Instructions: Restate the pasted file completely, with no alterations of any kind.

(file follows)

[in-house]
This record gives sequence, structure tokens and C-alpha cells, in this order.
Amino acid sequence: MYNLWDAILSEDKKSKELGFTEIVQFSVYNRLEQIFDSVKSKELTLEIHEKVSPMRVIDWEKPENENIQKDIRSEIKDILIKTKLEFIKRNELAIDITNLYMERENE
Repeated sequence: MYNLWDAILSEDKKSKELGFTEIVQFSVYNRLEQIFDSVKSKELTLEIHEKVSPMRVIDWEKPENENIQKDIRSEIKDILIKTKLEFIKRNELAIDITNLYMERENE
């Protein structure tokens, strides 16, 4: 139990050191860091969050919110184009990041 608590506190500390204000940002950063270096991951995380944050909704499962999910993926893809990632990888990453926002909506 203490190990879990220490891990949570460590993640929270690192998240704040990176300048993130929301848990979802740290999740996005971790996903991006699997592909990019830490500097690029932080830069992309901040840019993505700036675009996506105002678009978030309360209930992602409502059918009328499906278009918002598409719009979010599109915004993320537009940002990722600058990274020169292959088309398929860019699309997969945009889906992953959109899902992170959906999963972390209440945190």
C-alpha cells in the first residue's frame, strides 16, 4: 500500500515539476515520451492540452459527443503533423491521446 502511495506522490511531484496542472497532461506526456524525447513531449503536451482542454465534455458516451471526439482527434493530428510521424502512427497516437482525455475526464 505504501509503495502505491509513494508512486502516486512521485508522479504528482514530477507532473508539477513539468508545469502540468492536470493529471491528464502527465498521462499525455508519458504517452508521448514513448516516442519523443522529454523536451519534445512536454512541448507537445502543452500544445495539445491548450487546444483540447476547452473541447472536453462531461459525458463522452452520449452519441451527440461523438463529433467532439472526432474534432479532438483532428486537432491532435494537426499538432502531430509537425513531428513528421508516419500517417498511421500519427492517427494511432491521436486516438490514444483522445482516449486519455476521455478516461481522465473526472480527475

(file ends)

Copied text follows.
[in-house]
This record gives sequence, structure tokens and C-alpha cells, in this order.
Amino acid sequence: MYNLWDAILSEDKKSKELGFTEIVQFSVYNRLEQIFDSVKSKELTLEIHEKVSPMRVIDWEKPENENIQKDIRSEIKDILIKTKLEFIKRNELAIDITNLYMERENE
Repeated sequence: MYNLWDAILSEDKKSKELGFTEIVQFSVYNRLEQIFDSVKSKELTLEIHEKVSPMRVIDWEKPENENIQKDIRSEIKDILIKTKLEFIKRNELAIDITNLYMERENE
């Protein structure tokens, strides 16, 4: 139990050191860091969050919110184009990041 608590506190500390204000940002950063270096991951995380944050909704499962999910993926893809990632990888990453926002909506 203490190990879990220490891990949570460590993640929270690192998240704040990176300048993130929301848990979802740290999740996005971790996903991006699997592909990019830490500097690029932080830069992309901040840019993505700036675009996506105002678009978030309360209930992602409502059918009328499906278009918002598409719009979010599109915004993320537009940002990722600058990274020169292959088309398929860019699309997969945009889906992953959109899902992170959906999963972390209440945190």
C-alpha cells in the first residue's frame, strides 16, 4: 500500500515539476515520451492540452459527443503533423491521446 502511495506522490511531484496542472497532461506526456524525447513531449503536451482542454465534455458516451471526439482527434493530428510521424502512427497516437482525455475526464 505504501509503495502505491509513494508512486502516486512521485508522479504528482514530477507532473508539477513539468508545469502540468492536470493529471491528464502527465498521462499525455508519458504517452508521448514513448516516442519523443522529454523536451519534445512536454512541448507537445502543452500544445495539445491548450487546444483540447476547452473541447472536453462531461459525458463522452452520449452519441451527440461523438463529433467532439472526432474534432479532438483532428486537432491532435494537426499538432502531430509537425513531428513528421508516419500517417498511421500519427492517427494511432491521436486516438490514444483522445482516449486519455476521455478516461481522465473526472480527475